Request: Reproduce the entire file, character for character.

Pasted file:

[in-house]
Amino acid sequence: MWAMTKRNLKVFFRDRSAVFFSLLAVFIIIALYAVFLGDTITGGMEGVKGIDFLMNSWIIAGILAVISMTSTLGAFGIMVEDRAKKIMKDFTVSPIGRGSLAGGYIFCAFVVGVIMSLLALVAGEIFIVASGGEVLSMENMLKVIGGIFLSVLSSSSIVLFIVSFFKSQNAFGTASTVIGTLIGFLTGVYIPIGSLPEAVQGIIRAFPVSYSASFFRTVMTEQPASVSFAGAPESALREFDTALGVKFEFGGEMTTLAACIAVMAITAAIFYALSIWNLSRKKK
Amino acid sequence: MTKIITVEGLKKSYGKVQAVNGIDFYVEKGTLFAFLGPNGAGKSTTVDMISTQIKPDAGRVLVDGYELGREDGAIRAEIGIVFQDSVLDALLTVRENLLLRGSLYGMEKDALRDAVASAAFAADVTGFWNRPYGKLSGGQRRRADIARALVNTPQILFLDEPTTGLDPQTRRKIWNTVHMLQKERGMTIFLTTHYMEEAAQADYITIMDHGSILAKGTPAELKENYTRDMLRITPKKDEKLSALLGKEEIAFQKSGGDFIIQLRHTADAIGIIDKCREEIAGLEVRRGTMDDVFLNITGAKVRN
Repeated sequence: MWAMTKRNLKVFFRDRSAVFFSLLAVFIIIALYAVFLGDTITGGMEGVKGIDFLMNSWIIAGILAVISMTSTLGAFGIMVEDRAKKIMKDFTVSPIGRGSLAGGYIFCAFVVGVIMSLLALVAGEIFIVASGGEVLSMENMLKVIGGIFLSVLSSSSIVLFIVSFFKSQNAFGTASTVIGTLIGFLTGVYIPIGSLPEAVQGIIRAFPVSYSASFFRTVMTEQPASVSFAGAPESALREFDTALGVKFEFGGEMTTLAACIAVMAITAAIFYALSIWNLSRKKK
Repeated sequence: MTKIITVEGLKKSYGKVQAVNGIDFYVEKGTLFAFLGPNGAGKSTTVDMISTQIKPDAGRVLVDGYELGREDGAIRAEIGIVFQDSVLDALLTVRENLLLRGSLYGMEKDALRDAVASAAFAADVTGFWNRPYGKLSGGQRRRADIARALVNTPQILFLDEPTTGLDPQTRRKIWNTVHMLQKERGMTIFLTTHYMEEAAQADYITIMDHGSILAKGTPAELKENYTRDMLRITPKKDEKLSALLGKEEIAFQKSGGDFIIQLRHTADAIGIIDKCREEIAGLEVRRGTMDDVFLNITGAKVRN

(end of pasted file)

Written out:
[in-house]
Amino acid sequence: MWAMTKRNLKVFFRDRSAVFFSLLAVFIIIALYAVFLGDTITGGMEGVKGIDFLMNSWIIAGILAVISMTSTLGAFGIMVEDRAKKIMKDFTVSPIGRGSLAGGYIFCAFVVGVIMSLLALVAGEIFIVASGGEVLSMENMLKVIGGIFLSVLSSSSIVLFIVSFFKSQNAFGTASTVIGTLIGFLTGVYIPIGSLPEAVQGIIRAFPVSYSASFFRTVMTEQPASVSFAGAPESALREFDTALGVKFEFGGEMTTLAACIAVMAITAAIFYALSIWNLSRKKK
Amino acid sequence: MTKIITVEGLKKSYGKVQAVNGIDFYVEKGTLFAFLGPNGAGKSTTVDMISTQIKPDAGRVLVDGYELGREDGAIRAEIGIVFQDSVLDALLTVRENLLLRGSLYGMEKDALRDAVASAAFAADVTGFWNRPYGKLSGGQRRRADIARALVNTPQILFLDEPTTGLDPQTRRKIWNTVHMLQKERGMTIFLTTHYMEEAAQADYITIMDHGSILAKGTPAELKENYTRDMLRITPKKDEKLSALLGKEEIAFQKSGGDFIIQLRHTADAIGIIDKCREEIAGLEVRRGTMDDVFLNITGAKVRN
Repeated sequence: MWAMTKRNLKVFFRDRSAVFFSLLAVFIIIALYAVFLGDTITGGMEGVKGIDFLMNSWIIAGILAVISMTSTLGAFGIMVEDRAKKIMKDFTVSPIGRGSLAGGYIFCAFVVGVIMSLLALVAGEIFIVASGGEVLSMENMLKVIGGIFLSVLSSSSIVLFIVSFFKSQNAFGTASTVIGTLIGFLTGVYIPIGSLPEAVQGIIRAFPVSYSASFFRTVMTEQPASVSFAGAPESALREFDTALGVKFEFGGEMTTLAACIAVMAITAAIFYALSIWNLSRKKK
Repeated sequence: MTKIITVEGLKKSYGKVQAVNGIDFYVEKGTLFAFLGPNGAGKSTTVDMISTQIKPDAGRVLVDGYELGREDGAIRAEIGIVFQDSVLDALLTVRENLLLRGSLYGMEKDALRDAVASAAFAADVTGFWNRPYGKLSGGQRRRADIARALVNTPQILFLDEPTTGLDPQTRRKIWNTVHMLQKERGMTIFLTTHYMEEAAQADYITIMDHGSILAKGTPAELKENYTRDMLRITPKKDEKLSALLGKEEIAFQKSGGDFIIQLRHTADAIGIIDKCREEIAGLEVRRGTMDDVFLNITGAKVRN